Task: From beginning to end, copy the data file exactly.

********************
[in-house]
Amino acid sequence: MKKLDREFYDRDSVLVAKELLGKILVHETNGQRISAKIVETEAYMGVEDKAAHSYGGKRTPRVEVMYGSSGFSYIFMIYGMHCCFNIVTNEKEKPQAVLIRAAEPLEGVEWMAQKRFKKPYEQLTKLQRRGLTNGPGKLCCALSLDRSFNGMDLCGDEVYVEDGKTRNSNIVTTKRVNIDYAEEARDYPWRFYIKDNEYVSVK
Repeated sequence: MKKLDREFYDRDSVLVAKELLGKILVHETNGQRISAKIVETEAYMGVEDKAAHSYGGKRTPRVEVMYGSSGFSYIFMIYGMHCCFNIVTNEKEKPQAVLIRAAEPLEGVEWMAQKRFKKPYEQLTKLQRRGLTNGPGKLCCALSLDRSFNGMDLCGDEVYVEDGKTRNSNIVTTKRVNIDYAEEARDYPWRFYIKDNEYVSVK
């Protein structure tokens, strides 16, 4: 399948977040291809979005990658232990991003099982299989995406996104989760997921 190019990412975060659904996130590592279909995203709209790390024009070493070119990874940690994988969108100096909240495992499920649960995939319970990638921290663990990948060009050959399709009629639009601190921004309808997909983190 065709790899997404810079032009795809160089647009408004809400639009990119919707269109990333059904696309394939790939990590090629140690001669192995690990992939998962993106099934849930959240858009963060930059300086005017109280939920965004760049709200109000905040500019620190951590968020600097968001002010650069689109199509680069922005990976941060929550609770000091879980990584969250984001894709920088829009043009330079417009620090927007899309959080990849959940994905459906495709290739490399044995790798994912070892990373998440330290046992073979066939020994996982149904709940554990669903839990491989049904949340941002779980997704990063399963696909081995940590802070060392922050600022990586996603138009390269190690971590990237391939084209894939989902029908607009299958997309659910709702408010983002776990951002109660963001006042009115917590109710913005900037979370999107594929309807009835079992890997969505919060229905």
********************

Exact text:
[in-house]
Amino acid sequence: MKKLDREFYDRDSVLVAKELLGKILVHETNGQRISAKIVETEAYMGVEDKAAHSYGGKRTPRVEVMYGSSGFSYIFMIYGMHCCFNIVTNEKEKPQAVLIRAAEPLEGVEWMAQKRFKKPYEQLTKLQRRGLTNGPGKLCCALSLDRSFNGMDLCGDEVYVEDGKTRNSNIVTTKRVNIDYAEEARDYPWRFYIKDNEYVSVK
Repeated sequence: MKKLDREFYDRDSVLVAKELLGKILVHETNGQRISAKIVETEAYMGVEDKAAHSYGGKRTPRVEVMYGSSGFSYIFMIYGMHCCFNIVTNEKEKPQAVLIRAAEPLEGVEWMAQKRFKKPYEQLTKLQRRGLTNGPGKLCCALSLDRSFNGMDLCGDEVYVEDGKTRNSNIVTTKRVNIDYAEEARDYPWRFYIKDNEYVSVK
């Protein structure tokens, strides 16, 4: 399948977040291809979005990658232990991003099982299989995406996104989760997921 190019990412975060659904996130590592279909995203709209790390024009070493070119990874940690994988969108100096909240495992499920649960995939319970990638921290663990990948060009050959399709009629639009601190921004309808997909983190 065709790899997404810079032009795809160089647009408004809400639009990119919707269109990333059904696309394939790939990590090629140690001669192995690990992939998962993106099934849930959240858009963060930059300086005017109280939920965004760049709200109000905040500019620190951590968020600097968001002010650069689109199509680069922005990976941060929550609770000091879980990584969250984001894709920088829009043009330079417009620090927007899309959080990849959940994905459906495709290739490399044995790798994912070892990373998440330290046992073979066939020994996982149904709940554990669903839990491989049904949340941002779980997704990063399963696909081995940590802070060392922050600022990586996603138009390269190690971590990237391939084209894939989902029908607009299958997309659910709702408010983002776990951002109660963001006042009115917590109710913005900037979370999107594929309807009835079992890997969505919060229905």